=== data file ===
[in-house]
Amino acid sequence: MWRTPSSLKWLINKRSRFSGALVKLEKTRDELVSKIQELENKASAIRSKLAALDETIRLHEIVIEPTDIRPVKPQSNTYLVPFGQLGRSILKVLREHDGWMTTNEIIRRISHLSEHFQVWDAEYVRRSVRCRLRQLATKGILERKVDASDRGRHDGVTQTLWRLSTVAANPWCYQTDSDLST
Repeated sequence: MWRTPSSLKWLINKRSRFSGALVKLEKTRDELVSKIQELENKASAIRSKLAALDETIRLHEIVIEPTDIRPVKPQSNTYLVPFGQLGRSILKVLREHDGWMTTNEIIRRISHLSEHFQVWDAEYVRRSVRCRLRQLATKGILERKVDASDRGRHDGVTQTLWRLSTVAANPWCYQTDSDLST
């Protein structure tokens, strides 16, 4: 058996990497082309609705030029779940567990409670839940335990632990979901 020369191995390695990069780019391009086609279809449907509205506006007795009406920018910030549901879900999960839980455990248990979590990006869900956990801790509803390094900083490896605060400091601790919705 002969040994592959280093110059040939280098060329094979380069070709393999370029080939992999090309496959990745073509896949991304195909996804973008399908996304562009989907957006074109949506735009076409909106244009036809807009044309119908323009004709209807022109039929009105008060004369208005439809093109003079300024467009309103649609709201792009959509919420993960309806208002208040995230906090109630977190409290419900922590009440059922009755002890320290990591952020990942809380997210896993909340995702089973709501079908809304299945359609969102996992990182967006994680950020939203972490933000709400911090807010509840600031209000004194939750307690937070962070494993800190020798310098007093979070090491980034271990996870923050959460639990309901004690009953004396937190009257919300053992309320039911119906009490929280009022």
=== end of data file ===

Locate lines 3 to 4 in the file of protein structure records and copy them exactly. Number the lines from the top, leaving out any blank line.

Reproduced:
Repeated sequence: MWRTPSSLKWLINKRSRFSGALVKLEKTRDELVSKIQELENKASAIRSKLAALDETIRLHEIVIEPTDIRPVKPQSNTYLVPFGQLGRSILKVLREHDGWMTTNEIIRRISHLSEHFQVWDAEYVRRSVRCRLRQLATKGILERKVDASDRGRHDGVTQTLWRLSTVAANPWCYQTDSDLST
């Protein structure tokens, strides 16, 4: 058996990497082309609705030029779940567990409670839940335990632990979901 020369191995390695990069780019391009086609279809449907509205506006007795009406920018910030549901879900999960839980455990248990979590990006869900956990801790509803390094900083490896605060400091601790919705 002969040994592959280093110059040939280098060329094979380069070709393999370029080939992999090309496959990745073509896949991304195909996804973008399908996304562009989907957006074109949506735009076409909106244009036809807009044309119908323009004709209807022109039929009105008060004369208005439809093109003079300024467009309103649609709201792009959509919420993960309806208002208040995230906090109630977190409290419900922590009440059922009755002890320290990591952020990942809380997210896993909340995702089973709501079908809304299945359609969102996992990182967006994680950020939203972490933000709400911090807010509840600031209000004194939750307690937070962070494993800190020798310098007093979070090491980034271990996870923050959460639990309901004690009953004396937190009257919300053992309320039911119906009490929280009022």